Skip to Content

How to use iframe in background?

Embedding iframes in the background can be useful for a variety of purposes, such as loading content from another site without disrupting the look and feel of your main page. However, there are some important considerations when using iframes in this way.

What is an iframe?

An iframe (inline frame) is an HTML element that allows you to embed another webpage within your current page. The iframe creates a separate window that loads the external content. For example:

<iframe src=""></iframe>

This would display the content from inside an iframe on your page. The key thing is that the iframe acts as a completely independent document, separate from the rest of your page.

Why use an iframe in the background?

There are a few reasons you may want to load content in an iframe in the background:

  • Display content from another site without affecting your page design – the iframe keeps the external content separate.
  • Load advertisements asynchronously without impacting performance.
  • Pull in remote content to be used by JavaScript on your page.
  • Embed videos or other media from another source.
  • Allow communication between documents on different domains for APIs like payment buttons.

The key benefit is that you get the advantages of external content or code running on your page, but without it altering or conflicting with your existing CSS/JavaScript.

How to load an iframe in the background

There are a couple approaches to loading an iframe in the background:

1. Hide with CSS

The easiest method is to simply include the iframe code as normal then use CSS to hide it from view:

<iframe src="" class="hidden-iframe"></iframe>

.hidden-iframe {
  width: 0px;
  height: 0px;
  border: none;
  display: none;

This loads the iframe as usual, but the CSS hides it visually on the page. The content is still loaded in the background.

2. Dynamically generate iframe

Another approach is to dynamically generate the iframe using JavaScript:

  let iframe = document.createElement('iframe');
  iframe.src = ''; = 'none';

This creates the iframe element in JavaScript and sets it to load the external page. We add display: none to hide it, then append it to the document to load it. This has the advantage of only loading the iframe when the page is ready.

Considerations when using background iframes

There are some important considerations when embedding iframes in the background:


Iframes can impact page load performance – you are loading an external page within your page. Size and number of iframes should be minimized.


Search engines may penalize pages with “hidden” content. Use essential iframes only.


Embed content over HTTPS to avoid mixed content warnings. Validate the source to prevent XSS attacks.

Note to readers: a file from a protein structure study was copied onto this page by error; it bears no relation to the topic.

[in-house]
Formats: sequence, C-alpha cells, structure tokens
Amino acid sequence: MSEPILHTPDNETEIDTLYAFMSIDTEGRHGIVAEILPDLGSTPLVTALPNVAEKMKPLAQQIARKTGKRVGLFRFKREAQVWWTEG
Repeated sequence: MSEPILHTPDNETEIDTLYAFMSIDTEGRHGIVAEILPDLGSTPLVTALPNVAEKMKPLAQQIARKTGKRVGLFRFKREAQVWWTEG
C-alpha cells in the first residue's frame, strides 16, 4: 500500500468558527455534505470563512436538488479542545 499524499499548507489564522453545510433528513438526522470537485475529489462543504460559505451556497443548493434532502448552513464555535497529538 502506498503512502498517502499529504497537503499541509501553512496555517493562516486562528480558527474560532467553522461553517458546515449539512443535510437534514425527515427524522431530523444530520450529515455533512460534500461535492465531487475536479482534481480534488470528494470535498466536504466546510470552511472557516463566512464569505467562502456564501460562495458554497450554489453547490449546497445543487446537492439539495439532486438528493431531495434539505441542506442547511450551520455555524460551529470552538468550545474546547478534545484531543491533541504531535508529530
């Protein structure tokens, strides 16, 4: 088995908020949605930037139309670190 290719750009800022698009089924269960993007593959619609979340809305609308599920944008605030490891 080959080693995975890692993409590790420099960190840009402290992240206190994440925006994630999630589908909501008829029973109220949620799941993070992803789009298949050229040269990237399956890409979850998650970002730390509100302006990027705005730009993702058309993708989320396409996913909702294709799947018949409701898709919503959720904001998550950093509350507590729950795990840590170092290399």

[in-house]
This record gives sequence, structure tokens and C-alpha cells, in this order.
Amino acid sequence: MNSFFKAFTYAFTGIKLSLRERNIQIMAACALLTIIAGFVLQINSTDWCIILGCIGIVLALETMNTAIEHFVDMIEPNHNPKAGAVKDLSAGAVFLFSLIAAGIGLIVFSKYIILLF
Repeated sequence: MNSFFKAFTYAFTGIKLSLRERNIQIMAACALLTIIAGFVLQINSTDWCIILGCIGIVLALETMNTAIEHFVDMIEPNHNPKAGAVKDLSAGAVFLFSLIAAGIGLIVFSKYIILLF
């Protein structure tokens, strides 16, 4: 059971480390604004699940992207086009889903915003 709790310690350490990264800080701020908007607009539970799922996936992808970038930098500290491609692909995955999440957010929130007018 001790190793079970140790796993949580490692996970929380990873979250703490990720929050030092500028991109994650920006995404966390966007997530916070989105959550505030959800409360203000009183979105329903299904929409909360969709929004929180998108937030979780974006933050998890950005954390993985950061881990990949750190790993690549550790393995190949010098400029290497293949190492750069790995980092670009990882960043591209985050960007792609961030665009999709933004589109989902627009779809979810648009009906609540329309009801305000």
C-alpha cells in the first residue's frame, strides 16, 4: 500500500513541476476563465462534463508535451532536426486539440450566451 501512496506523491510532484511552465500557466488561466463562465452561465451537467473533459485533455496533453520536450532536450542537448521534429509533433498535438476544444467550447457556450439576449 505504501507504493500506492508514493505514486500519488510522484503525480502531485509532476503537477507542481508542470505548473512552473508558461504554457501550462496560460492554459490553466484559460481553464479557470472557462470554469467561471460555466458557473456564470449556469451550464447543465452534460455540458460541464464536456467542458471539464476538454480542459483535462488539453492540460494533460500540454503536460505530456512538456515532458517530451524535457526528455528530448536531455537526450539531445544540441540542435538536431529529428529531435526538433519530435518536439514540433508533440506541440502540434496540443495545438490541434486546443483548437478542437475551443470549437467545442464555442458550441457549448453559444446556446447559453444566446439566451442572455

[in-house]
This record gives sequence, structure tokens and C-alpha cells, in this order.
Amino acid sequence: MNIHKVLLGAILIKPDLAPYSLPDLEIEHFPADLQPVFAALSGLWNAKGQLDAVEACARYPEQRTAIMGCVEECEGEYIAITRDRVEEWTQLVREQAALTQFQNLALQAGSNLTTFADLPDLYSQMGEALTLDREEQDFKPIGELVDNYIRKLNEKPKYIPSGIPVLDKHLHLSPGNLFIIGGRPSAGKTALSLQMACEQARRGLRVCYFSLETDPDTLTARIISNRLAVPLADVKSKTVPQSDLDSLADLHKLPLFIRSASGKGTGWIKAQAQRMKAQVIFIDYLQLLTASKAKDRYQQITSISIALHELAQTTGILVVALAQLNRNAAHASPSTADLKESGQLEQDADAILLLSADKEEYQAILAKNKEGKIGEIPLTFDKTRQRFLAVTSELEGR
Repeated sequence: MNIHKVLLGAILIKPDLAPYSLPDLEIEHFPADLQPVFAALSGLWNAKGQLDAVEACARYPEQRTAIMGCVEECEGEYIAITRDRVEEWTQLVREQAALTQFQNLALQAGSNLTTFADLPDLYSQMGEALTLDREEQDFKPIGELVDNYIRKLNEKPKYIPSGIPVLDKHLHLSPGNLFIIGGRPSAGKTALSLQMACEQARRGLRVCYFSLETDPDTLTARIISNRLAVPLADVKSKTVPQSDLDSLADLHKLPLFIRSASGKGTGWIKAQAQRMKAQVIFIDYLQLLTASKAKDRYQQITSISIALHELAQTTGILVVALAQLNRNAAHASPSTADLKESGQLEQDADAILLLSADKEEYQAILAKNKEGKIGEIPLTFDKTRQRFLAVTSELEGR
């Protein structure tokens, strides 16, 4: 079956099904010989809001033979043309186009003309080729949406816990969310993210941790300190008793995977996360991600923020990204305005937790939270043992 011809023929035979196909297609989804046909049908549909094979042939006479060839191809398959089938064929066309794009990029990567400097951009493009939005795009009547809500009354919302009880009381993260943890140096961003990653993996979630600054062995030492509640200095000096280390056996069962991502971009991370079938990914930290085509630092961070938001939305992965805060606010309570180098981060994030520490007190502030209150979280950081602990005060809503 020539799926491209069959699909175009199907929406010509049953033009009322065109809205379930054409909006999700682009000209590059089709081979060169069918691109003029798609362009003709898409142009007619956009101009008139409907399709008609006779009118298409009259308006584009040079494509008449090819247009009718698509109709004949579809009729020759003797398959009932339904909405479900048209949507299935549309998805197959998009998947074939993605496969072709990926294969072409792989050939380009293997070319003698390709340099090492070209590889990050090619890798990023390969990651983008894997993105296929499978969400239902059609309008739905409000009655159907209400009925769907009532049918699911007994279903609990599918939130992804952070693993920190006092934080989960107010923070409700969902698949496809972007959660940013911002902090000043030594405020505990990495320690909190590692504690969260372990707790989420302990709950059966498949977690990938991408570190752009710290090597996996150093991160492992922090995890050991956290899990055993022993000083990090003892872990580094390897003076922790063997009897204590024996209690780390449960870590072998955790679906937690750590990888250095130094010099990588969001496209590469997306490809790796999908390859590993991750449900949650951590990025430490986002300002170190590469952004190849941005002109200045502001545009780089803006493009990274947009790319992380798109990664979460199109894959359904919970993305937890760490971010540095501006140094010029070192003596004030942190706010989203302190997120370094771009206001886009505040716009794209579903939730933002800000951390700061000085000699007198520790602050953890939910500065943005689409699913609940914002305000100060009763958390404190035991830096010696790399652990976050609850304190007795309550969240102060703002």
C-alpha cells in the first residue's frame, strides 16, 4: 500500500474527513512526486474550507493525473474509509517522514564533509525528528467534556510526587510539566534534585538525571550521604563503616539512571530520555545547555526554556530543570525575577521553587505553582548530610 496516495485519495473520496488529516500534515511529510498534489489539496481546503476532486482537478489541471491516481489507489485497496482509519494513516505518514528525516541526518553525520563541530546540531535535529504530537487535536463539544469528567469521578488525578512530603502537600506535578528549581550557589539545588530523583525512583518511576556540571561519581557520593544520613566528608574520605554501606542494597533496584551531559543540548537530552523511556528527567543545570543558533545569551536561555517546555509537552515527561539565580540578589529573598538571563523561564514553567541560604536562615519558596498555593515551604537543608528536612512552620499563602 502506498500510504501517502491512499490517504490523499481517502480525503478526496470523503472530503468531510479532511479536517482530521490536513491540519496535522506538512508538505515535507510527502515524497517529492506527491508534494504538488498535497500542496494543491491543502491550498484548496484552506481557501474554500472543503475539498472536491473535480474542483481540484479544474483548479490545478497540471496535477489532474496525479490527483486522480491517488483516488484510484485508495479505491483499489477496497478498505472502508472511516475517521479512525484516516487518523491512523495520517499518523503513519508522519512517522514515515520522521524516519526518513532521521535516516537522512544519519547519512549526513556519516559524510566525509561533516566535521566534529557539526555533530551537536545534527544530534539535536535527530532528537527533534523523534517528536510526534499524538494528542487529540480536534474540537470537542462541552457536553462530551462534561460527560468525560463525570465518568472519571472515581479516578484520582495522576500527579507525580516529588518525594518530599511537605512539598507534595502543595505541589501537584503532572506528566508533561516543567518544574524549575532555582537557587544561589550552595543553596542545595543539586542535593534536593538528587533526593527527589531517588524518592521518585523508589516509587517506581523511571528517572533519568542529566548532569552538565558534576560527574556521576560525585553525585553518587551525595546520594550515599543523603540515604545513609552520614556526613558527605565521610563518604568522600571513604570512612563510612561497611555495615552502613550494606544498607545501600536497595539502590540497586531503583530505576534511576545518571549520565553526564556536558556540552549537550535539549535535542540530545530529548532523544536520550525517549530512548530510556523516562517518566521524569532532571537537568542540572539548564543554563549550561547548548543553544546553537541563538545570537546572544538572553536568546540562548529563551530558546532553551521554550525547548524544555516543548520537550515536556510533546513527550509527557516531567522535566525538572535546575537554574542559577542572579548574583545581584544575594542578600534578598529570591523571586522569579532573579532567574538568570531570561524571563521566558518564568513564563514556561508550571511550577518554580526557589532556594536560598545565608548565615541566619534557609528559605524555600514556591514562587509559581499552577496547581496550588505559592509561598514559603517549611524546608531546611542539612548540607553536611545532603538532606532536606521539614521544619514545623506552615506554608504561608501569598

Screen readers may not pick up content in hidden iframes. Ensure they are not required for core functionality.

Cross-Domain Communication

Parent and iframe documents are separate – you may need to enable communication via postMessage API.

Examples of using iframes in the background

Some examples of common use cases for background iframes:

Displaying third party content

<iframe src="" class="hidden-iframe"></iframe>

Pull in content from another site such as embedded social media feeds, ads, or videos without affecting layout.

Asynchronous loading of ads

  let iframe = document.createElement('iframe');
  iframe.src = '';

Load ads asynchronously to avoid blocking page rendering. Out of view iframe prevents flicker.

Using APIs from another domain

<iframe id="api-frame" src=""></iframe>

  let frame = document.getElementById('api-frame');
  frame.contentWindow.postMessage({price: 100}, ''); 

Enables secure cross-domain communication for payment platforms, social media, etc.

Best practices when using background iframes

To ensure background iframes are used properly, keep these best practices in mind:

  • Use HTTPS and only load trustworthy external content.
  • Reduce iframe count and filesize for better performance.
  • Avoid overuse for SEO – check with search guidelines.
  • Test accessibility without iframes visible on page.
  • Enable communication via postMessage API if the iframe will be interacted with.
  • Lazy load non-critical iframes to improve load time.
  • Always validate input if allowing user-supplied iframe URLs.

Tools for working with iframes

Some helpful tools when working with iframes:

Tool Description
Postman Allows testing cross-domain postMessage communication.
iframe Resizer Dynamically sets height/width of iframe to fit content.
Responsive Embed Makes iframes responsive for different device sizes.
iframe Loader Handles lazy loading iframes as they enter the viewport.

Common questions about background iframes

Can you tell if a site uses background iframes?

View page source to see iframe code, or use browser DevTools to inspect all frames on the page. However, dynamically added iframes via JavaScript won’t be visible in page source.

Do background iframes use data?

Yes, iframes will load external resources as normal – so they incur data usage like images/video. Minimize iframes if concerned about data consumption.

Are iframes bad for SEO?

Generally, hidden content and duplicate content should be avoided. But minimal, unobtrusive iframe usage is unlikely to pose an issue. As always, aim to satisfy users first.

Can I lazy load an iframe?

Yes, iframes can be lazy loaded in combination with IntersectionObserver API. This delays loading until the iframe is near the viewport.


Iframes are a useful tool for embedding external content in the background. With careful implementation, they allow you to asynchronously load resources without impacting the user experience. Just be mindful of performance, accessibility, SEO, and security best practices when leveraging background iframes in your projects.